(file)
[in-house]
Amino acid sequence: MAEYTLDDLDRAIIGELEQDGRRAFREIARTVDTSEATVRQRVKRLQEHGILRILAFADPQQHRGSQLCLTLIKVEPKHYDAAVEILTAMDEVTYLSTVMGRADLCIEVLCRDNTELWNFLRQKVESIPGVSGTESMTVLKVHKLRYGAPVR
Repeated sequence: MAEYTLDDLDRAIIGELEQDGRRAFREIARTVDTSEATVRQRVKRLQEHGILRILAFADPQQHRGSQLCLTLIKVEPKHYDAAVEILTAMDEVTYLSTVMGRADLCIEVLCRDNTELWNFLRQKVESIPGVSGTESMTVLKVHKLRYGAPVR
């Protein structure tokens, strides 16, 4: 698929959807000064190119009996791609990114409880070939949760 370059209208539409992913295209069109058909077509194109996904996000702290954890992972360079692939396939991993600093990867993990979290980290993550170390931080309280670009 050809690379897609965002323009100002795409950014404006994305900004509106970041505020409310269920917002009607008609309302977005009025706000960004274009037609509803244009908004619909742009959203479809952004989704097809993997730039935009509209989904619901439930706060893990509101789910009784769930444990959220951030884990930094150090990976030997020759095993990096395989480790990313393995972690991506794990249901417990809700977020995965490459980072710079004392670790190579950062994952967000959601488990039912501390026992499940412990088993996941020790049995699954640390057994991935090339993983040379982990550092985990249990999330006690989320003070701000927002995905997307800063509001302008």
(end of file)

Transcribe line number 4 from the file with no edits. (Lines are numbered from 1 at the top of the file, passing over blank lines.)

């Protein structure tokens, strides 16, 4: 698929959807000064190119009996791609990114409880070939949760 370059209208539409992913295209069109058909077509194109996904996000702290954890992972360079692939396939991993600093990867993990979290980290993550170390931080309280670009 050809690379897609965002323009100002795409950014404006994305900004509106970041505020409310269920917002009607008609309302977005009025706000960004274009037609509803244009908004619909742009959203479809952004989704097809993997730039935009509209989904619901439930706060893990509101789910009784769930444990959220951030884990930094150090990976030997020759095993990096395989480790990313393995972690991506794990249901417990809700977020995965490459980072710079004392670790190579950062994952967000959601488990039912501390026992499940412990088993996941020790049995699954640390057994991935090339993983040379982990550092985990249990999330006690989320003070701000927002995905997307800063509001302008």